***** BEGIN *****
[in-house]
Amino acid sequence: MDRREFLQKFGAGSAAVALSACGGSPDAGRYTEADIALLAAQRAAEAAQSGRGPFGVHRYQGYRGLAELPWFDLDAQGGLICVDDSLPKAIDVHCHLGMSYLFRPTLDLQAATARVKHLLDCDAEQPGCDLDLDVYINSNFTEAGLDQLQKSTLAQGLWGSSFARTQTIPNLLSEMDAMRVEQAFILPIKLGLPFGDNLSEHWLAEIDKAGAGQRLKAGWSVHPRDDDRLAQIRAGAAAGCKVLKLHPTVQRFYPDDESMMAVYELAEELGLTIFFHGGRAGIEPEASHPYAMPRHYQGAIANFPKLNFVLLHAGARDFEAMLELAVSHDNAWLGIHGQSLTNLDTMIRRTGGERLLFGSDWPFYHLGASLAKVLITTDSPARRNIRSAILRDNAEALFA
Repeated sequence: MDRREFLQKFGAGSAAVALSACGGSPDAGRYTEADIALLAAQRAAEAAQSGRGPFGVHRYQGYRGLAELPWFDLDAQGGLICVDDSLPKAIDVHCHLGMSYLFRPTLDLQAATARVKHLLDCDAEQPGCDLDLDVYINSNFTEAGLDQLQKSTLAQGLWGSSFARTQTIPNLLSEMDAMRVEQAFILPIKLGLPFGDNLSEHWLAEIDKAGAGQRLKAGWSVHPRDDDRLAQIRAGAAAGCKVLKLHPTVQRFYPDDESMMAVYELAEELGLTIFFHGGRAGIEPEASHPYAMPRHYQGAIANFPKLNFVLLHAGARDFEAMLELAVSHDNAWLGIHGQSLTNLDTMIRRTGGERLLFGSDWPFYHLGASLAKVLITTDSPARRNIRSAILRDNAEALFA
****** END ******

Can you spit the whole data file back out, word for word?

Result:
[in-house]
Amino acid sequence: MDRREFLQKFGAGSAAVALSACGGSPDAGRYTEADIALLAAQRAAEAAQSGRGPFGVHRYQGYRGLAELPWFDLDAQGGLICVDDSLPKAIDVHCHLGMSYLFRPTLDLQAATARVKHLLDCDAEQPGCDLDLDVYINSNFTEAGLDQLQKSTLAQGLWGSSFARTQTIPNLLSEMDAMRVEQAFILPIKLGLPFGDNLSEHWLAEIDKAGAGQRLKAGWSVHPRDDDRLAQIRAGAAAGCKVLKLHPTVQRFYPDDESMMAVYELAEELGLTIFFHGGRAGIEPEASHPYAMPRHYQGAIANFPKLNFVLLHAGARDFEAMLELAVSHDNAWLGIHGQSLTNLDTMIRRTGGERLLFGSDWPFYHLGASLAKVLITTDSPARRNIRSAILRDNAEALFA
Repeated sequence: MDRREFLQKFGAGSAAVALSACGGSPDAGRYTEADIALLAAQRAAEAAQSGRGPFGVHRYQGYRGLAELPWFDLDAQGGLICVDDSLPKAIDVHCHLGMSYLFRPTLDLQAATARVKHLLDCDAEQPGCDLDLDVYINSNFTEAGLDQLQKSTLAQGLWGSSFARTQTIPNLLSEMDAMRVEQAFILPIKLGLPFGDNLSEHWLAEIDKAGAGQRLKAGWSVHPRDDDRLAQIRAGAAAGCKVLKLHPTVQRFYPDDESMMAVYELAEELGLTIFFHGGRAGIEPEASHPYAMPRHYQGAIANFPKLNFVLLHAGARDFEAMLELAVSHDNAWLGIHGQSLTNLDTMIRRTGGERLLFGSDWPFYHLGASLAKVLITTDSPARRNIRSAILRDNAEALFA